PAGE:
Prince Caspian and the Honourable Shame of Humanity

narnia-illustration-aslanToward the end of Prince Caspian, after the decisive battle for the Narnian throne against the usurper Miraz, Aslan relays to Caspian the story of his heritage to explain his rightful place as the true king of Narnia. His tale, however, is not filled with accounts of glorious kings and queens or daring adventures on the high seas (though Caspian will see plenty on the Dawn Treader). Rather, Aslan recounts stories of thieves, murderers, drunkards, pirates, quarrelers, and fierce tyrants. As Aslan describes this history, the young man’s face sinks into a deep sadness:

“Do you mark all this well, King Caspian?”

“I do indeed, Sir,” said Caspian. “I was wishing that I came of a more honourable lineage.”

What follows from Aslan is perhaps one of the most striking and insightful passages from the whole of the Narnia series:

“You come of the Lord Adam and the Lady Eve,” said Aslan. “And that is both honour enough to erect the head of the poorest beggar, and shame enough to bow the shoulders of the greatest emperor on earth. Be content.”

This keen and penetrating truth strikes at the heart of young Caspian, instantly quieting him (the next sentence simply states, “Caspian bowed.”). And, if we are reading correctly, it instantly quiets us. One can almost feel the warm, yet powerful breath of the Lion as he commands us to “be content.”

It is true that humanity is characterized by both the responsibility and privilege of bearing the very image of God. We are unordinary. Yet, in this account, we encounter the unbelievably weighty tension between being the jewel of God’s creation and being depraved sons of disobedience. We are both diamonds and dust. Being human is an honor and a shame.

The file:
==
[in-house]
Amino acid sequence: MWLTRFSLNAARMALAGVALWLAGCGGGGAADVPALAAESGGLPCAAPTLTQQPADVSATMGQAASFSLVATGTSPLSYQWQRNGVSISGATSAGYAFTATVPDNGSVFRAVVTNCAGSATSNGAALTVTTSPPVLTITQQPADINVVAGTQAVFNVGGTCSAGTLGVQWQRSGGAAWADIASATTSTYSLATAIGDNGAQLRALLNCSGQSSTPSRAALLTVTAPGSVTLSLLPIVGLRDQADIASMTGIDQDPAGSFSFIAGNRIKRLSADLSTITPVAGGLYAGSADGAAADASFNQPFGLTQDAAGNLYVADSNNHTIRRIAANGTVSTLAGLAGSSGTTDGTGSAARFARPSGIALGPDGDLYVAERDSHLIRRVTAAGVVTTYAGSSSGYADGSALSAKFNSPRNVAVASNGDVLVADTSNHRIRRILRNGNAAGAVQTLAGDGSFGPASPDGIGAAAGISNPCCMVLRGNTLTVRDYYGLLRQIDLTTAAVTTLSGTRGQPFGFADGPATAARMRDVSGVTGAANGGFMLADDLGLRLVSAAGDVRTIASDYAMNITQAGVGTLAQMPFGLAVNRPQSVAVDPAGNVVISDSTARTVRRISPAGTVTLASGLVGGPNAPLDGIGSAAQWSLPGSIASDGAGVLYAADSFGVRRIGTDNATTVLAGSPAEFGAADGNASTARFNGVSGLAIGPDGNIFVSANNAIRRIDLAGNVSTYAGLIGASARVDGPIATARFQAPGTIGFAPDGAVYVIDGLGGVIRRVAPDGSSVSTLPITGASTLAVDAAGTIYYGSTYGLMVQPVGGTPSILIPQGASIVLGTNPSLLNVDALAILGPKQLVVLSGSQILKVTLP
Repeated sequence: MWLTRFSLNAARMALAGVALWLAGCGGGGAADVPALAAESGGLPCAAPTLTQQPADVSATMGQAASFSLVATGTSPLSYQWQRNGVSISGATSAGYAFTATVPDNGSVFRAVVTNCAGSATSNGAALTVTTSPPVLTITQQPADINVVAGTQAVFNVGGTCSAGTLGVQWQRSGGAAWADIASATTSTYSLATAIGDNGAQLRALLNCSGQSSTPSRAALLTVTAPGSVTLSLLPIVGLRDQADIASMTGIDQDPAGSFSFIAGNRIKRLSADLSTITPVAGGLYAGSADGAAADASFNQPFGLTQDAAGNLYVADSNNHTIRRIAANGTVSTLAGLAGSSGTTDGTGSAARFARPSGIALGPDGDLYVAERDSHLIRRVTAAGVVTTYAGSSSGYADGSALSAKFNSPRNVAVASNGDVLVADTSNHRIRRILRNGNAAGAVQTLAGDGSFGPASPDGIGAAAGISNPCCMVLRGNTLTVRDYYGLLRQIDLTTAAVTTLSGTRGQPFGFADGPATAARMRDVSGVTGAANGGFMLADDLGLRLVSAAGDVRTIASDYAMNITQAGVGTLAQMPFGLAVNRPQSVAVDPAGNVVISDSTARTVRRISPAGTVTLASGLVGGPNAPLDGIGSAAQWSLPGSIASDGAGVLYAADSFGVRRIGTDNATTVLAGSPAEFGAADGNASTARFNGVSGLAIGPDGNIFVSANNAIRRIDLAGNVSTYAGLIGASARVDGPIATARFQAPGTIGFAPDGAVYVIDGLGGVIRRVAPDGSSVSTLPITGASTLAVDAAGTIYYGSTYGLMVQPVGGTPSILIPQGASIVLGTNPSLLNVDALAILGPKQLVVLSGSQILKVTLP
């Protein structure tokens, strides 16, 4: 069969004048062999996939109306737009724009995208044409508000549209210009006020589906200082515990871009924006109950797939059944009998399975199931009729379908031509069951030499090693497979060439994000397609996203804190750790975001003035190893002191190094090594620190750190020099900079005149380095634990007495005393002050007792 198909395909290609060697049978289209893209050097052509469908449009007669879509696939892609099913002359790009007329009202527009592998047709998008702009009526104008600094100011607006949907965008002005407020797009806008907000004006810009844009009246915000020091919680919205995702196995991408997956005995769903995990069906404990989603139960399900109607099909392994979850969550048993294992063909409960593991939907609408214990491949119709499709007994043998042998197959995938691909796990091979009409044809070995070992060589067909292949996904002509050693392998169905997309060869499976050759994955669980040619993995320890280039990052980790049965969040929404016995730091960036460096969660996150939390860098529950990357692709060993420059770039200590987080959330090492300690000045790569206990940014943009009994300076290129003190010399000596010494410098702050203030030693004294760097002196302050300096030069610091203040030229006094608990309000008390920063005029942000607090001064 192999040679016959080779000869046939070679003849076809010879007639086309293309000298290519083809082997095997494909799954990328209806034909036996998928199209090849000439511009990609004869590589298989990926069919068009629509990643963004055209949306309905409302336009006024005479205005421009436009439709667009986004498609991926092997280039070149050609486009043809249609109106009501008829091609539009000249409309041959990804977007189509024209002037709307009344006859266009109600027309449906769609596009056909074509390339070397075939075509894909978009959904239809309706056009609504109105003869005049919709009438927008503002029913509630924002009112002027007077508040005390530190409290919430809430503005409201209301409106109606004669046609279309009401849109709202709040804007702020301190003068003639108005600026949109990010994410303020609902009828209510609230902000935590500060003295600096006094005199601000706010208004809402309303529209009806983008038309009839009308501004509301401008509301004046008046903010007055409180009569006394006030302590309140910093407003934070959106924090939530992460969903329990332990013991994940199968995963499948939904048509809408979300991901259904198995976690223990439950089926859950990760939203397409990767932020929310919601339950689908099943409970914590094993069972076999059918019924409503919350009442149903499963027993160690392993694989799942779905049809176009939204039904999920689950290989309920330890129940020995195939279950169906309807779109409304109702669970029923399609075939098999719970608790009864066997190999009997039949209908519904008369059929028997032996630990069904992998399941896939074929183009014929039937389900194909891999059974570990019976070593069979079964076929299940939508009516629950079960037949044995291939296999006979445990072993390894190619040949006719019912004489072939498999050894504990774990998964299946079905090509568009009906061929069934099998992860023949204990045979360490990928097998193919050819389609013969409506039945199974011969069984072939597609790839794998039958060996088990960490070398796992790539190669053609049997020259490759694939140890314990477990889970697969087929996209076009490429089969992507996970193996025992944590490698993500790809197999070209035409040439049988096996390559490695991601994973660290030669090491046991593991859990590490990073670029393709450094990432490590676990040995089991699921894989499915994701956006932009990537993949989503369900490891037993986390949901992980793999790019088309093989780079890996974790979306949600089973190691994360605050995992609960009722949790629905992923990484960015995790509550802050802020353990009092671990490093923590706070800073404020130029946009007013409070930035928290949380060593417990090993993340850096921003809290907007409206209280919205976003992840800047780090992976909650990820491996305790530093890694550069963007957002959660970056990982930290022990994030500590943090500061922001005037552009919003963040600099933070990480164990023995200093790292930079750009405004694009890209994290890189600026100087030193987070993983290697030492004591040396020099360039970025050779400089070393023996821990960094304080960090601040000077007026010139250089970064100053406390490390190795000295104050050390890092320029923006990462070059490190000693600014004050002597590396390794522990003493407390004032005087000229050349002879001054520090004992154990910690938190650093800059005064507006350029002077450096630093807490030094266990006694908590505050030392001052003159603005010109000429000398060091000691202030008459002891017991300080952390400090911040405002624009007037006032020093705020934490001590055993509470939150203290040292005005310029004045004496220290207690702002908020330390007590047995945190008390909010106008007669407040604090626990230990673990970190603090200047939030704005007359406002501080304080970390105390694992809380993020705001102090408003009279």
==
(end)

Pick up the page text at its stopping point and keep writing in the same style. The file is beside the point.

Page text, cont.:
How many of us, like Caspian, look around at our humanity and mourn our tattered lineage? How many videos of tiny fingers and legs in petri dishes can we stomach before we shake our heads in despair at what it has come to mean (or not mean) to be human?

But there, right there, Aslan instructs us to “be content.” In our vacillation between pride and despair, honor and shame in the human race, we must remember to be content. The Lord is sovereign. The Lord is King. Blessed be the name of the Lord.

Or, as Lewis would say, “Aslan is on the move.” Remember how The Lion, the Witch, and the Wardrobe concludes: the winter is thawing and it promises to be a real spring. Or, as Tolkien would have it, everything sad is coming untrue.

So while we face dark days in our humanity, ruefully wishing our story were more noble, we must bow our heads like Caspian and be content, not in our strength to withstand the coming evils but in the power and certainty of Christ’s victory over all things. Aslan assures Caspian because he has the authority to do so. May we learn to trust the King of kings in our honorable and our shameful days, for He alone will make all things new.

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